Other essays explore Mr. Foner’s relationship with his mentor, Richard Hofstadter, or pose the question “Why Is There No Socialism in the United States?” (Short answer: Ask not for a viable socialist party in the U.S., which won’t happen here, but for an egalitarian social-democratic movement that doesn’t require revolution.) A pair of essays investigate the ways that post-Soviet Russia and post-apartheid South Africa, in the midst of forging new national identities, are forced to rethink their pasts. Russia, Mr. Foner finds, is in danger of embracing a nostalgic view of the czarist past as a way to distance itself from its 20th-century totalitarian legacy, while South Africa seems all too eager to forget history in its drive toward national reconciliation.

It is this concern with the nexus between past and present, between our interpretations of history and our contemporary notions of national identity, that animates the book’s three strongest essays. Here Mr. Foner is on familiar ground, examining how American ideals of liberty and equality remain inextricably tangled with the enduring legacy of slavery, the Civil War and the betrayals that came at the end of the Reconstruction era. In “Who Is an American?”, Mr. Foner frustrates the conservative demand in the 1990′s for a patriotic definition of American identity by showing how supposed universal principles of liberty and equality “have been historically constructed on the basis of difference and exclusion.” He reminds us that Crevecouer answered his famous question “What then is the American, the new man?” this way: “He is either a European, or the descendant of a European”-odd, Mr. Foner notes, since at the time “fully one fifth of the population … consisted of Africans and their descendants.” In “Blacks and the U.S. Constitution,” Mr. Foner summarizes the “long, complex constitutional history of African Americans,” showing that that history, far from moving inevitably toward the golden telos of equality, is filled with crises and backsliding, especially in our own era, when the Supreme Court seems to “have entered a second Redemption-as the restoration of white supremacy was called in the late nineteenth-century South.” We now have a court, Mr. Foner says, with an “undisguised lack of sympathy for efforts to undo the effects of racism.” And in “American Freedom in a Global Age,” Mr. Foner shows how “the relationship between globalization and freedom may be the most pressing political and social problem of the twenty-first century”-not because of terrorism (the essay was written pre-9/11), but because emerging global institutions like the World Bank, the I.M.F. and the NAFTA tribunals are quietly stripping nation-states and their citizens of their sovereignty while encouraging the equation of freedom with “the free market,” personal liberty with the ability to pick out anything one wants at Wal-Mart.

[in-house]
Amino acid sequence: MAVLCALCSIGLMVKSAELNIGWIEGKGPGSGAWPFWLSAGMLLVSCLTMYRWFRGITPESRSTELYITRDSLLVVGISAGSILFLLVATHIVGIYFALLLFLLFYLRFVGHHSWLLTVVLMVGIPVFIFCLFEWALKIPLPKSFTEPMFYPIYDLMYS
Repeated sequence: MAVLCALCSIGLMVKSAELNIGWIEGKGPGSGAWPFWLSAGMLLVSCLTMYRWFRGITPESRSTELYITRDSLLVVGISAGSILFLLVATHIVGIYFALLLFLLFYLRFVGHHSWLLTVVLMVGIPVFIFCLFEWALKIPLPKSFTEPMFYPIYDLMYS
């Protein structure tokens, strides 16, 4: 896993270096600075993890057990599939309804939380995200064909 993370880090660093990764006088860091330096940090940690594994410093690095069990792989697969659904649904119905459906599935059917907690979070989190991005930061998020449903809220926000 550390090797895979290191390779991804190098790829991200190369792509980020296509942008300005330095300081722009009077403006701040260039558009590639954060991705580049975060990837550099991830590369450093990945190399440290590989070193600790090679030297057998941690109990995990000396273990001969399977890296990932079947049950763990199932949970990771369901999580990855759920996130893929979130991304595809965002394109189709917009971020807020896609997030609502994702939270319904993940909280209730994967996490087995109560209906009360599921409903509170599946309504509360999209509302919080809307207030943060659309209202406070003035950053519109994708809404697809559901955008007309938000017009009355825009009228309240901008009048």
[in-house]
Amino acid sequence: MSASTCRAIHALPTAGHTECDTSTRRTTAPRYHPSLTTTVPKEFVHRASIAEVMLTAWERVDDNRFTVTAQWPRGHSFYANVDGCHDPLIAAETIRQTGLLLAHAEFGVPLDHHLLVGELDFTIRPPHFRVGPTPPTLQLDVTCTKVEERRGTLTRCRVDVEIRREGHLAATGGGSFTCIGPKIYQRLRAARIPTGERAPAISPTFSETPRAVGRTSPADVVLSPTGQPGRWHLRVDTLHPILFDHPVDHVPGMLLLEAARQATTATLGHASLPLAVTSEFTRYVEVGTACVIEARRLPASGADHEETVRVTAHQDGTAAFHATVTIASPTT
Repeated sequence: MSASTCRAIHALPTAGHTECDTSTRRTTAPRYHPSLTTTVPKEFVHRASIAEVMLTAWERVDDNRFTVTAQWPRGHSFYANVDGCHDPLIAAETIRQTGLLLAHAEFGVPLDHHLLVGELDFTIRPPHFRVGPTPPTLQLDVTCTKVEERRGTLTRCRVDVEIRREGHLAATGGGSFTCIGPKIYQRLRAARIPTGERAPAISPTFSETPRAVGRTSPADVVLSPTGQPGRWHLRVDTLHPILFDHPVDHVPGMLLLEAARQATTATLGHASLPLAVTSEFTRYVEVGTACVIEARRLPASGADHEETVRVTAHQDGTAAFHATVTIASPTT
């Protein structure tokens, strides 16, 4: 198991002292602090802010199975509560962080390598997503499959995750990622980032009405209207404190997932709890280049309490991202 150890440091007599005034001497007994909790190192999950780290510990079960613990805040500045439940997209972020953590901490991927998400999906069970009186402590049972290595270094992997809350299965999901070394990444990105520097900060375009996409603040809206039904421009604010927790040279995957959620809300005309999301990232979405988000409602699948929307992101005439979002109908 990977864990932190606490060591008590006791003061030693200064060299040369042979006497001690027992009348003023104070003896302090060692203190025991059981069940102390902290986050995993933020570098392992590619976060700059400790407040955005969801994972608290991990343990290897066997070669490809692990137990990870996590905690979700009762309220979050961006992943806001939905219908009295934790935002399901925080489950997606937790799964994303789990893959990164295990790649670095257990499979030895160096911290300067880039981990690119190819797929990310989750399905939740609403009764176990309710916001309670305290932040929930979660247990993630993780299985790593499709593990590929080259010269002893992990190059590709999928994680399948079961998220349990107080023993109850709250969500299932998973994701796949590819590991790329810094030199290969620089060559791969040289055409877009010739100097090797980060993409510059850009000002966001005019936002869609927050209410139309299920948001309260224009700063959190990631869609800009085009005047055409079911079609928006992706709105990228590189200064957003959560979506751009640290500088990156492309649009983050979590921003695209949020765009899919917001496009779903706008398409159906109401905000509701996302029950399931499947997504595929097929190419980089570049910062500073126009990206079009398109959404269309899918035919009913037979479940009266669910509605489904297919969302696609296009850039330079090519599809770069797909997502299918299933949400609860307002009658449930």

Historians, Eric Hobsbawm once said, “are the professional remembrancers of what their fellow citizens wish to forget.” Mr. Foner takes this vocation seriously, repeatedly challenging the complacencies that allow the “yawning gap” between American ideals and American reality.

Cornel Bonca is the books editor for OC Weekly and teaches literature at California State University, Fullerton.